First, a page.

It looks as if legislators under the Gold Dome are about to snatch defeat from the jaws of victory on the issue of Sunday sales of alcohol.
For the last few years, then-Gov. Sonny Perdue, a teetotaler, had stood in the way of efforts to simply allow voters at the local level to decide if they wanted to be able to buy alcoholic beverages at grocery and convenience stores on Sunday. His argument seems to have been that if Georgians wanted to drink alcohol on Sunday, they should plan ahead and buy on Saturday. During Perdue’s eight years in office, Republican legislators apparently saw no mileage to take a risk in upsetting a key constituency, the Religious Right, only to have Perdue veto such a measure.
But that was then, and this is now. Georgia’s new governor, Nathan Deal, has stated publicly he is inclined sign legislation allowing voters at the local level to decide whether to allow Sunday sales.
Two pieces of legislation — HB 69 and SB 10 — that would provide for local control on this issue have cleared their respective committees with little opposition. They await placement on the calendars of both chambers to come to the floor for vote. Until a few days ago, it appeared as if Sunday-sales was on the fast track to being passed.
A small glint of freedom appeared on the horizon; a flickering light that now appears illusory.
The Religious Right once again is flexing its muscles; determined to limit the personal choice Georgians should be allowed to make without the meddling of government nannies. Their complaint is that allowing a grown man or woman in Georgia to purchase a six-pack of beer on Sunday constitutes an unaccceptable “encroachment of the Lord’s day.” The contradiction that many such religious advocates object strongly to other meddling by the government gives them no pause.
Of course, opposition to the Sunday-sales measure does not end with those trying to force their morality and religious beliefs on others. Liquor store owners also have voiced opposition to the legislation, because they do want the competition they would face from supermarkets and convenience stores, if the Sunday-sales measure became law. Thus, their active opposition to the legislation.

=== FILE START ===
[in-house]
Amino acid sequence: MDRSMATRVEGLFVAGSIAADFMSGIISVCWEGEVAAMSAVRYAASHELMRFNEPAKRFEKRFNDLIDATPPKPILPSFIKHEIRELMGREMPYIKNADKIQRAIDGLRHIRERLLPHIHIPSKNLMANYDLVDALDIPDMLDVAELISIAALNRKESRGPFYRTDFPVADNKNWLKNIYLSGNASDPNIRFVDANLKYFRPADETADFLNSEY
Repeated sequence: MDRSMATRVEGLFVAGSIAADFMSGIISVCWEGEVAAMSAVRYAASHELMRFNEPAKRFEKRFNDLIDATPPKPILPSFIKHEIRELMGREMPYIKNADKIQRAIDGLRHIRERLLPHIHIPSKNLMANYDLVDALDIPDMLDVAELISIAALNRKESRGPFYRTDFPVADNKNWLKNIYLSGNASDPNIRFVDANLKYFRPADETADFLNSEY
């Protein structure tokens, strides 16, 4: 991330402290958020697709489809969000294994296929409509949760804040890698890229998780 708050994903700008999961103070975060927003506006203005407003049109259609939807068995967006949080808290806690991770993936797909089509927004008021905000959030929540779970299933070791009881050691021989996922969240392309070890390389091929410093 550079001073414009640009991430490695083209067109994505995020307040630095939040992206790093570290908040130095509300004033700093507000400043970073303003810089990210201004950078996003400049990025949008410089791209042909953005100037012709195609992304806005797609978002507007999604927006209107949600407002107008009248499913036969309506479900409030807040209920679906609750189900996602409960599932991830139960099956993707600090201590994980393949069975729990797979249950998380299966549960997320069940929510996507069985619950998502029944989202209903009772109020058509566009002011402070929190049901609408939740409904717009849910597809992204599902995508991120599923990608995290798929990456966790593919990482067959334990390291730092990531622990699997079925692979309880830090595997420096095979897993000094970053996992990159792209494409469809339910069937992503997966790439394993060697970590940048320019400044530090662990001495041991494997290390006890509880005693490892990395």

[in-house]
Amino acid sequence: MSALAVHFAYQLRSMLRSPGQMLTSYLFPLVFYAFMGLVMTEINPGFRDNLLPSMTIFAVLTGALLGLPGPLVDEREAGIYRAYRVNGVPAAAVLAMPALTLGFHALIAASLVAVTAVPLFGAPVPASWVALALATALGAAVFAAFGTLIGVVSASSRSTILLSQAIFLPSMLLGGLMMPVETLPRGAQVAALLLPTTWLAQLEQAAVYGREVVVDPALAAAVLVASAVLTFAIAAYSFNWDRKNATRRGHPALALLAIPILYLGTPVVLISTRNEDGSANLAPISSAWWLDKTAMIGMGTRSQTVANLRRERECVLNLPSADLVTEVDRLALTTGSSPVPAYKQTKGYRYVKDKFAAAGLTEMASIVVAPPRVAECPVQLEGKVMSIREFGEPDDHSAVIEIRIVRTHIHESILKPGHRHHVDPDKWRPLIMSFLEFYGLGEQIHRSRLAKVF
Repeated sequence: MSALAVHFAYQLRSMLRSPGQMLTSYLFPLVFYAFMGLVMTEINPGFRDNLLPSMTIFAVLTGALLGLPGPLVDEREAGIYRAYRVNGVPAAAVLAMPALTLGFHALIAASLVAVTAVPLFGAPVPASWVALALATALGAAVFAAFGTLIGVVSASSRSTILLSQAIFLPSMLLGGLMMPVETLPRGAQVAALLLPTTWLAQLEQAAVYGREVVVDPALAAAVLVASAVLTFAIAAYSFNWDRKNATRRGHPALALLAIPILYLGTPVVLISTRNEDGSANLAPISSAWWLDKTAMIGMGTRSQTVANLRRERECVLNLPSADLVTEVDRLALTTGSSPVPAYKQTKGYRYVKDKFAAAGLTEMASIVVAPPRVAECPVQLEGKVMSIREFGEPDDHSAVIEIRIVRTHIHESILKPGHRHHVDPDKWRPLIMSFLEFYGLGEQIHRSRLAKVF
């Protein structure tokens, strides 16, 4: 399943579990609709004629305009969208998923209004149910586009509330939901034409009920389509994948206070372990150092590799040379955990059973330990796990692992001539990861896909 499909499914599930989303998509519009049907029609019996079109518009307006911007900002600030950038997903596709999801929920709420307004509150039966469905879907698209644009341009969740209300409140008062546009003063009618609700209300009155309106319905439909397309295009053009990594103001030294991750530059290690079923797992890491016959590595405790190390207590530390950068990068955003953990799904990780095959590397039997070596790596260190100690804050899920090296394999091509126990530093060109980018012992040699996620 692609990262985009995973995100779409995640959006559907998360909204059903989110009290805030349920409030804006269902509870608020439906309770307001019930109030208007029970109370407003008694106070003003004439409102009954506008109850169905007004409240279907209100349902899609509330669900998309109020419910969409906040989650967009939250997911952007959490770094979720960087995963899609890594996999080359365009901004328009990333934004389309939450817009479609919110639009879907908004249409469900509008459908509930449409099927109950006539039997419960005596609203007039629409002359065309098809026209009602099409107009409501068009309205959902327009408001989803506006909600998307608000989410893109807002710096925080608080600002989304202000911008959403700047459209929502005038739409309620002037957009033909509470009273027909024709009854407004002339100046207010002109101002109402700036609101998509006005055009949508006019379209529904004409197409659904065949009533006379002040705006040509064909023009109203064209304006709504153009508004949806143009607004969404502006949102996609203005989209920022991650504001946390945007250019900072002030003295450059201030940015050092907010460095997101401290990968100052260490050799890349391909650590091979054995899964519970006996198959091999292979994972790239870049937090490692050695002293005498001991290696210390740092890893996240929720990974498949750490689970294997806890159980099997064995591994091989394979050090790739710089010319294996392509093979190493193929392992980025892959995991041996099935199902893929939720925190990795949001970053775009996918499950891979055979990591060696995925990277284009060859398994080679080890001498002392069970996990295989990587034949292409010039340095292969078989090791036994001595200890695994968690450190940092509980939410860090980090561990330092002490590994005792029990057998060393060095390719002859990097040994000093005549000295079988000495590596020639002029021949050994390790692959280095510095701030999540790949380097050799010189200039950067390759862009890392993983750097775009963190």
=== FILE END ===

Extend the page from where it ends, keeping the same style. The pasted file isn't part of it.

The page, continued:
The scenario that seems to be playing out is that House and Senate members with strong connections to certain liquor store owners are using the opposition of the Religious Right, and the resulting specter of primary challengers, to intimidate colleagues into opposing SB 10. At least in the Senate, in the absence of strong legislative leadership, this strategy appears to be working.
The Georgia Chamber of Commerce, which supports Sunday sales, recently made clear it was going to “score” a vote on legislative scorecards; a common step using votes to measure support for business interests in the state. Last week, however, word leaked out that Senate leadership and ranking members had met with the Georgia Chamber of Commerce and asked them to step back.
Polls have shown repeatedly that Georgians want to decide this issue for themselves; with results ranging from 52 to 78 percent in favor of the measure. One specific poll conducted by the well-represented McLaughlin & Associates, for a lobbyist group supportive of Sunday sales, shows Republican voters in five Senate districts supportive of the legislation. In fact, voters in all five districts expressed the opinion they would be more likely to vote for a candidate who supported Sunday sales over one who did not.
No matter what the polls say or what special interests groups want, this is an issue of personal choice, whereby Georgians should be allowed to decide what is best for their communities. Despite early support in the state Senate; intense lobbying by the Religious Right, coupled with a vacuum of determined leadership, may have killed the measure this session.
If constituents mount a determined push at this time, however, there may still be a chance to brace up the leadership in the Senate and secure passage. I’m just not sure I’d urge advocates of Sunday sales to hold their breath.
– by Bob Barr, The Barr Code